Video game turned movie: FNAF review

“Five Nights at Freddy’s’” has been a widely loved horror game video franchise for many years since its release in 2014 . The new “Five Nights at Freddy’s’” movie that came out this past month on Oct. 27 brought a whole new community to the “FNAF” franchise, including myself.

To summarize, the movie follows the life of Mike Schmidt, played by Josh Hutcherson, as he struggles to find a job in order to raise his younger sister, Abby, played by Piper Rubio. In doing so, Mike lands a job as security guard at an abandoned kids’ restaurant with haunted animatronics, Freddy Fazbear’s Pizzeria.

The “FNAF” movie was, to me, fantastic, although I will say that though I have been playing video games a long time, I have only dabbled once or twice in the “FNAF” series. Friends of mine who are longtime fans, however, seem to agree with me on this take.

From the animatronic designs to the character portrayals themselves, I thought that the delivery of this movie was very well done considering how difficult it is to recreate a video game. I also believe that the actors that were cast fit their roles well. According to one of my friends who knows more of the complex game history and lore, while the movie altered some aspects of the game’s backstory, it was done tastefully.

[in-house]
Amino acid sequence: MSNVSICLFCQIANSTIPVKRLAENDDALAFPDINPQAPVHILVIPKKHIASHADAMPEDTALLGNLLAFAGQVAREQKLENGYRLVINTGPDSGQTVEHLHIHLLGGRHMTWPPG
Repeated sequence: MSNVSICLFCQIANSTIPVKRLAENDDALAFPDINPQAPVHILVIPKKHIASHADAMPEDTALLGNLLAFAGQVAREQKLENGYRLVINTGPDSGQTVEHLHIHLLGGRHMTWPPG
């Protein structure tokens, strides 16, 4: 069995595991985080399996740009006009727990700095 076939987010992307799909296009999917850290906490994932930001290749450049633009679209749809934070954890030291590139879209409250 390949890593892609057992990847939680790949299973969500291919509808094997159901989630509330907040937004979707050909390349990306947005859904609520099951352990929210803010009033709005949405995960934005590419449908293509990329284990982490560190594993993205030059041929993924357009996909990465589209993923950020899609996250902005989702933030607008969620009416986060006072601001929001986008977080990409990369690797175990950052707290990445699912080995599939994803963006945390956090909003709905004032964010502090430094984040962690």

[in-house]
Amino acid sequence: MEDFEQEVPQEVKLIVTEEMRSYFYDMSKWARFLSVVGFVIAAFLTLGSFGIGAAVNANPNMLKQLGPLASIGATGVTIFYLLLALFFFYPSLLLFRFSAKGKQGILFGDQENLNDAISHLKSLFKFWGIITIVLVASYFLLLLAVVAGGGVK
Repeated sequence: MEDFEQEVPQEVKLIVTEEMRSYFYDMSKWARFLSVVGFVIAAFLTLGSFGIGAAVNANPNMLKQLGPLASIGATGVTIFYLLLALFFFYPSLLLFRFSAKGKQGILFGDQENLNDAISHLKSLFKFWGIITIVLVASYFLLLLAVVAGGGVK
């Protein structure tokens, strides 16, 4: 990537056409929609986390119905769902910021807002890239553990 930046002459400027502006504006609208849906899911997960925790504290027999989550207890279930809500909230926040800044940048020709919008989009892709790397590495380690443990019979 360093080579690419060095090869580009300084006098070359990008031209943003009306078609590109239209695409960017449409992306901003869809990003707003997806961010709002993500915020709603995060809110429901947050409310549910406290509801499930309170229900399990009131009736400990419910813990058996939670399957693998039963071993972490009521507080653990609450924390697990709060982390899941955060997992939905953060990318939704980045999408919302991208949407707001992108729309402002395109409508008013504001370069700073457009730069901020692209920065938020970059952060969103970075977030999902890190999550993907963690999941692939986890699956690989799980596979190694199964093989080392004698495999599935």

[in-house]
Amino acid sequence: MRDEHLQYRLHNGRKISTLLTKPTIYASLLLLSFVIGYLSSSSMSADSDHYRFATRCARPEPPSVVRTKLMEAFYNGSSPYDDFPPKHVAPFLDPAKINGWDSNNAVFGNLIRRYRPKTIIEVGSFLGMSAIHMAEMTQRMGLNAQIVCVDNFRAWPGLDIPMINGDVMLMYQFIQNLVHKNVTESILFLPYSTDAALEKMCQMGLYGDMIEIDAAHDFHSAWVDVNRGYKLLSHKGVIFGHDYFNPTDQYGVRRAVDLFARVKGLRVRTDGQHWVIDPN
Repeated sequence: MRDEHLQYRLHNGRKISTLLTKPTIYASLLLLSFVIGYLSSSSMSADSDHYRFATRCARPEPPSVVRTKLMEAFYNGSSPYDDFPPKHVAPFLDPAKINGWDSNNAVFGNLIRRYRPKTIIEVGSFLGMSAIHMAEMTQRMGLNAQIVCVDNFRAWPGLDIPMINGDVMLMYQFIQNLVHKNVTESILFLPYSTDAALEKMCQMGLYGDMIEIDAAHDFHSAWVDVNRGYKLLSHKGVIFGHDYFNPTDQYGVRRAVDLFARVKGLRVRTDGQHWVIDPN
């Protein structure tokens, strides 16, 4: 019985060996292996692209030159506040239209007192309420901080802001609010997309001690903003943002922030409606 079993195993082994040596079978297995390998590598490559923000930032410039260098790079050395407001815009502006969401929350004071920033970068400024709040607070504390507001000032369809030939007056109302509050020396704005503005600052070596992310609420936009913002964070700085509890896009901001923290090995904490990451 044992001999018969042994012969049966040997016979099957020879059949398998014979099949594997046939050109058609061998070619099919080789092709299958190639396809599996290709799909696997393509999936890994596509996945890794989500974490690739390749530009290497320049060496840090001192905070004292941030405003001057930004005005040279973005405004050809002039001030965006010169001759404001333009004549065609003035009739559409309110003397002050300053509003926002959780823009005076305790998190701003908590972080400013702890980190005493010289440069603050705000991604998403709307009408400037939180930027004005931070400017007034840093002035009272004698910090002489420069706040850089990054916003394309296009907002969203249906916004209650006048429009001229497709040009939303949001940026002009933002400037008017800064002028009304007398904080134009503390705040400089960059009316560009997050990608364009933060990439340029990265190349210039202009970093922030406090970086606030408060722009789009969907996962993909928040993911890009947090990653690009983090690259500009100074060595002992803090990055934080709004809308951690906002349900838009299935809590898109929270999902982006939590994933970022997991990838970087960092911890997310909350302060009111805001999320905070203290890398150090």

Another aspect of the film that appeals to longtime fans were the easter eggs sprinkled throughout. For example, according to a recent article by Collider, the host of the Youtube series “Game Theory,” known online as MatPat, who has made many videos on the “FNAF” series, appeared briefly as an actor in the movie. Considering one of my friends started screaming when he came on screen, the directors seemed to know their audience well.

One of the key criticisms I have heard about the film is that the animatronics were too childlike and many expected the movie to be more in the horror genre. I will admit that I too was expecting more frightening scenes, though the movie does certainly have its moments of horror.

After learning more about the game’s lore however, both through the movie and afterward through “FNAF”-expert friends, I think that the animatronics’ personalities were done justice. After all, the dark concept behind the animatronics is that the souls and bodies of murdered children are stuck in the machines, being controlled by a man, the ‘yellow bunny.’ So, it is no surprise that when they are not being controlled, the animatronics resort back to more childlike behaviors as they are, after all, still kids.

While I really enjoyed the film itself, I believe what made it even more memorable was the experience of seeing it in the theater. Particularly as I saw it with a group of friends on opening night, the crowd was engaging and cracking jokes throughout the movie. While typically I like my theater experiences to be silent, this fit my expectations considering the franchise’s target audience.

Overall I would rate this adaptation of the Five Nights at Freddy’s franchise into a movie as a 8.5/10. While I agree with the character adaptations, I would have liked there to be a bit more horror, as well as for the lore to have been more accurate, as per my friend’s criticisms.

The end of the film did leave open the option for a sequel, however, so these missing aspects may come with time. Considering the attention the film has gotten since its release as well and the new fans it has brought to the franchise, I sense a sequel as probable in the future.